6.5 Creedmoor Barrel Length & Muzzle Velocity

16 Jul

One of my closest friends has two 6.5 Creedmoor rifles made by Surgeon Rifles that he has tried a couple different barrel sizes on.  He started with a 26″ barrel, because that is what Surgeon typically used but lately we’ve been shooting in more practical/tactical long-range competitions where you have to carry the rifle for miles every day … so he wanted to lighten the load.  He was also planning to add a suppressor to his rifle, and a 26″ barrel + 9″ suppressor makes for a pretty long and cumbersome rifle.  He eventually rebarrelled to a 22″ barrel, which he loves.  Both of the barrels were big, heavy, Krieger #10 contours with 1:8 twists (and both rifles could shoot 10 shot groups under 1/2″ … mostly in one ragged hole).

6.5 Creedmoor Surgeon Rifle Schmidt & Bender Scope AICS Stock with Viperskins ThunderBeast 30P 1 Suppressor

6.5 Creedmoor Excerpt from Berger Bullets Reloading ManualHe mentioned that he’d searched online to see what barrel lengths people were using for the 6.5 Creedmoor cartridge and get an idea for what kind of velocity he would be sacrificing, and saw a lot of debate … but not a lot of helpful information.  The new Berger Bullets Reloading Manual said you could expect a change of about 25 fps per inch (see excerpt image).  So he was expecting 100 fps loss, but that is not what happened.  So we thought it’d be helpful to share what he found.  He regularly shot each barrel length over an Oehler 35P chronograph, which is a professional grade chronograph and one of the most accurate ones made.  He kept really good documentation on the velocities, and here is what he found.

6.5 Creedmoor Barrel Length and Muzzle Velocity Diagram

6.5 Creedmoor with 26″ Barrel

This is the original configuration he tried, because it was the one Surgeon typically makes.  Here are the velocities he found:

  • 2805 fps – This was his muzzle velocity was out of a brand new barrel (without a suppressor attached)
  • 2860 fps – His barrel sped up a little as the barrel broke in, and this is what his muzzle velocity was after 1,200 rounds out of the 26″ barrel (again, this was without a suppressor attached).  This is the point where he rebarrelled, but he inspected the the barrel guys with a borescope with a professional gunsmith at Surgeon and based on the barrel wear they estimated this was about 1/2 way of the accurate barrel life.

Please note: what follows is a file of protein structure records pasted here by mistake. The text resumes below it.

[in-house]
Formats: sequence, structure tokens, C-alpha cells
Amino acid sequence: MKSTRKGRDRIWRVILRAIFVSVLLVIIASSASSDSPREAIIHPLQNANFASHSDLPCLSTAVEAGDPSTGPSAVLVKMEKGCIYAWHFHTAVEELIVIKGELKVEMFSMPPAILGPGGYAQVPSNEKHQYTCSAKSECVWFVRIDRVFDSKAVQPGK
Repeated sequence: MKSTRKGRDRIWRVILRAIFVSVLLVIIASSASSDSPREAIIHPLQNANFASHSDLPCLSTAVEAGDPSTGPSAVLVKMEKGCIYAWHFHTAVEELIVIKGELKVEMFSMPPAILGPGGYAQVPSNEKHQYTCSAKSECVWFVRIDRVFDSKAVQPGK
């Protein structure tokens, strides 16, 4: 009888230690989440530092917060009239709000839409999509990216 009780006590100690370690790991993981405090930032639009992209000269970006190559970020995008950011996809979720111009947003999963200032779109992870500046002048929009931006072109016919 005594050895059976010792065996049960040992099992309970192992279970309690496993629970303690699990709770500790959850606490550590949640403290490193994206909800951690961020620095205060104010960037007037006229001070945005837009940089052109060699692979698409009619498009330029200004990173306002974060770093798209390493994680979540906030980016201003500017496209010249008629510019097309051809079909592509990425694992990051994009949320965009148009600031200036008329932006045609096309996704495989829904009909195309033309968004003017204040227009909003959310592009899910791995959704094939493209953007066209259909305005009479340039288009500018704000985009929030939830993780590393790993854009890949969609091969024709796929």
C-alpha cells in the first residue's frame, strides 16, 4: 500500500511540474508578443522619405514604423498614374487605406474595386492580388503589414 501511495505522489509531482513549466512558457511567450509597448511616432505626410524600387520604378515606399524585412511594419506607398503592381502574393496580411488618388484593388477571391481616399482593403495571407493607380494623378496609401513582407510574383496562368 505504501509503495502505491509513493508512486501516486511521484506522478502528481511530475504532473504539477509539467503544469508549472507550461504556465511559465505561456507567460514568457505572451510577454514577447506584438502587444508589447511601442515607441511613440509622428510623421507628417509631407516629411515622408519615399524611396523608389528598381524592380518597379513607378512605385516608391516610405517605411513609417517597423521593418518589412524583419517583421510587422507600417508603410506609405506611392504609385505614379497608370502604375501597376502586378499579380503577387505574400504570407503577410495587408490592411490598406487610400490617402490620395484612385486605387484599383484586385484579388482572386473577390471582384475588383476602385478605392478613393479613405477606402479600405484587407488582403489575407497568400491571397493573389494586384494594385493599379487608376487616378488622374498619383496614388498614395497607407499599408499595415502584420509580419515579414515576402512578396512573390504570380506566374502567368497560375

6.5 Creedmoor with 22″ Barrel

  • 2760 fps – This was the 1st velocities recorded with the brand new 22″ barrel (without a suppressor attached).  He was ecstatic to see this, because he was expected more than 100 fps of velocity loss with 4″ less barrel, based on the estimates in Berger’s new reloading manual.
  • 2805 fps – This is what he is now getting after 800 rounds, with the barrel completely broken in and no suppressor attached.
  • 2833 fps – He has since started using a Thunder Beast 30P-1 suppressor with his 22″ barrel, and the added 9″ of length the suppressor adds has helped his muzzle velocity a little as well.

So ultimately, after he added the suppressor he only lost 27 fps with 4″ less barrel.  That essentially means he only has 2/10 more vertical adjustment of a mil at 1,000 yards, and wind drift is virtually identical.  In return he has a lighter, more maneuverable rifle … and he couldn’t be more happy with that trade.


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19 responses to “6.5 Creedmoor Barrel Length & Muzzle Velocity

  1. Chris

    September 13, 2013 at 4:00 am

    What barrel twist does your friend have on his surgeons?

    • calz

      September 13, 2013 at 1:08 pm

      He uses a 1:8 twist on all of his 6.5 Creedmoors. He honestly might go with a faster twist if Krieger offered one. One of the guys we really pay attention to is Todd Hodnett with Accuracy 1st, and he thinks overstabalization is a ridiculous concept. Here is a quote from Todd on the topic: